Kenya presses on with coal energy despite mounting concerns

Protesters against the coal power plant in Lamu County at a demonstration last year. [David Gichuru, Standard]

Kenya is pressing on with plans to develop coal energy despite growing calls for governments across the world to scrap fossil fuels. This casts doubt on Kenya’s commitment to its own climate change strategy.

Data from the National Treasury indicates the Ministry of Energy has earmarked more than Sh2 billion for coal exploration and mining over the next three years.

In the current financial year, the ministry has allocated Sh559 million for coal power development and is requesting another half a billion shillings each for the next two financial years and Sh852 million in 2023.

The government is also developing a coal masterplan and feasibility report both scheduled for completion in 2023 detailing how the country will develop and integrate coal into the national grid.

This year, for example, the Geo-Exploration Directorate under the Ministry of Energy plans to construct 20 exploration wells, the first batch of 80 that will be constructed over the next three years.

At the same time, the directorate has allocated resources for environmental assessment and stakeholder engagement towards building of the controversial Lamu Coal power plant.

This comes even as the National Environmental Tribunal last year cancelled the licence awarded to the consortium Amu Power Company to develop the Sh200 billion coal-fired plant.

In cancelling the licence, the tribunal ruled that the National Environment Management Authority (Nema) illegally approved Amu Power’s environmental impact assessment despite failure to meet adequate technical and public participation standards.

At the same time, the African Development Bank (AfDB), which was expected to fund the project, pulled out, stating that the bank is seeking more renewable energy investments.

“Coal is in the past, and renewable energy is the future,” said AfDB President Akinwumi Adesina last year at the UN General Assembly meeting on climate change. “For us at the African Development Bank, we’re getting out of coal.”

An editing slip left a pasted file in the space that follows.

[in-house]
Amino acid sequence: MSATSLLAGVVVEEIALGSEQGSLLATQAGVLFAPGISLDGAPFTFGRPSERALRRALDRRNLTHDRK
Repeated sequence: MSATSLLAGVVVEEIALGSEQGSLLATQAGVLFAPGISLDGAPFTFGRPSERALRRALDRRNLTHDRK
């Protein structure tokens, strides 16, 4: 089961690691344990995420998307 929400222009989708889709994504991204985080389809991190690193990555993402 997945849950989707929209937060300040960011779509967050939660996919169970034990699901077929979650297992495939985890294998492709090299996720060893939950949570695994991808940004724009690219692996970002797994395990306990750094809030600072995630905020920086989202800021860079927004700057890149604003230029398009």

The bank further unveiled a Sh50 billion green base-load scheme that will be kicked off later this year and is set to yield Sh500 billion of investment to help African countries transition from coal and fossil fuel to renewable energy.

However, both the Kenyan government and Amu Power consortium have vowed to press on with the project that also includes Gulf Energy and China’s Investment and Power Construction Corporation.

Last month, Centum, the major investor in Amu Power, revealed that the company had made a Sh2.1 billion impairment provision owing to stalled projects, with CEO James Mworia expressing optimism over its realisation.

“So far there are only two things that are pending: the environmental impact assessment (EIA) licence and the partial risk guarantees that the government will give the lenders of the project,” Mr Mworia told investors during Centum’s investor briefing last year.

Mworia further said the impairment had dampened the investment firm’s development portfolio, even as the firm reported Sh7.7 billion in profit after tax for the 2020 half-year period.

“By now these assets should have been on the exit path, not the impairment path,” he said. “Besides completing this development project we are not getting into any new development projects because what we’ve learnt is that it takes a lot longer and there are a lot of factors not in your control.”

The recent allocations to the energy ministry for coal development are the latest sign that the government and private sector intend to proceed with developing the 1,000MW plant.

Last year, the government spokesman Cyrus Oguna said the project will continue despite the ruling by the environmental tribunal because it is vital for the country’s energy development plans.